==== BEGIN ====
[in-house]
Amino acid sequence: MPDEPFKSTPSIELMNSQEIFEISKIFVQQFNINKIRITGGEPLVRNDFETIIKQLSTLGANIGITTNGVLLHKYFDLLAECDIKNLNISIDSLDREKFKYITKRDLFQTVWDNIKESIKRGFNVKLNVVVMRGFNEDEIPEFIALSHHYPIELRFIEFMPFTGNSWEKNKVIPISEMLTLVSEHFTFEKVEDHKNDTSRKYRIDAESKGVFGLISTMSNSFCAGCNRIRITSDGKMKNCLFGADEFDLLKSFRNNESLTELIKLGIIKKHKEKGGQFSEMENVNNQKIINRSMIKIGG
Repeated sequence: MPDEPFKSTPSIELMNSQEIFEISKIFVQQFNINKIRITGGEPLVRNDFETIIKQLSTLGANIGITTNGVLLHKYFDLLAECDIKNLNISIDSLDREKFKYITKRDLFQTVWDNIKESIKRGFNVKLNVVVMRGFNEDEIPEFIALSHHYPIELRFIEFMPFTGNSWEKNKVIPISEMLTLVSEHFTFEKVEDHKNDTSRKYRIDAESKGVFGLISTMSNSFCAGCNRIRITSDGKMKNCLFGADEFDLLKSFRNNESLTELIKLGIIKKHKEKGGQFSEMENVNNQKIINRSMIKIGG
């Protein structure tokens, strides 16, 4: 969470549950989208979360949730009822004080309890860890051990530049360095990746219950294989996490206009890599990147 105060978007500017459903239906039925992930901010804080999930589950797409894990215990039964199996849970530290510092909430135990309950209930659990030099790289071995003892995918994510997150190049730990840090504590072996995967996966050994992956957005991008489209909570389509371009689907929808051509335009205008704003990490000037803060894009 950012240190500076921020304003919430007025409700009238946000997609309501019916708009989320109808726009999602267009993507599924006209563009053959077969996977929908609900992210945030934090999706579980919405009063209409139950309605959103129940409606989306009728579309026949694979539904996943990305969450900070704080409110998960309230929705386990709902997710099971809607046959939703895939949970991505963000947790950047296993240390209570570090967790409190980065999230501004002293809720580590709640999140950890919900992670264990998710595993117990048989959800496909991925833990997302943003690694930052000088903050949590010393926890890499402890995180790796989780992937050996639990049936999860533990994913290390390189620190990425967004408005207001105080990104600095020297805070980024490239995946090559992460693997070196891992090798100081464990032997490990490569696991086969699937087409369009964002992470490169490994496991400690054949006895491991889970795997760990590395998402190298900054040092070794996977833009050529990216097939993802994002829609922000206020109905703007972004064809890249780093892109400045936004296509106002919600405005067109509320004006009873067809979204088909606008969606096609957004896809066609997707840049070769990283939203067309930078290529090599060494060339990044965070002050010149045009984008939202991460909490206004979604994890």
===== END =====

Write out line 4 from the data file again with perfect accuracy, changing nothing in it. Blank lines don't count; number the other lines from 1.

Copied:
């Protein structure tokens, strides 16, 4: 969470549950989208979360949730009822004080309890860890051990530049360095990746219950294989996490206009890599990147 105060978007500017459903239906039925992930901010804080999930589950797409894990215990039964199996849970530290510092909430135990309950209930659990030099790289071995003892995918994510997150190049730990840090504590072996995967996966050994992956957005991008489209909570389509371009689907929808051509335009205008704003990490000037803060894009 950012240190500076921020304003919430007025409700009238946000997609309501019916708009989320109808726009999602267009993507599924006209563009053959077969996977929908609900992210945030934090999706579980919405009063209409139950309605959103129940409606989306009728579309026949694979539904996943990305969450900070704080409110998960309230929705386990709902997710099971809607046959939703895939949970991505963000947790950047296993240390209570570090967790409190980065999230501004002293809720580590709640999140950890919900992670264990998710595993117990048989959800496909991925833990997302943003690694930052000088903050949590010393926890890499402890995180790796989780992937050996639990049936999860533990994913290390390189620190990425967004408005207001105080990104600095020297805070980024490239995946090559992460693997070196891992090798100081464990032997490990490569696991086969699937087409369009964002992470490169490994496991400690054949006895491991889970795997760990590395998402190298900054040092070794996977833009050529990216097939993802994002829609922000206020109905703007972004064809890249780093892109400045936004296509106002919600405005067109509320004006009873067809979204088909606008969606096609957004896809066609997707840049070769990283939203067309930078290529090599060494060339990044965070002050010149045009984008939202991460909490206004979604994890």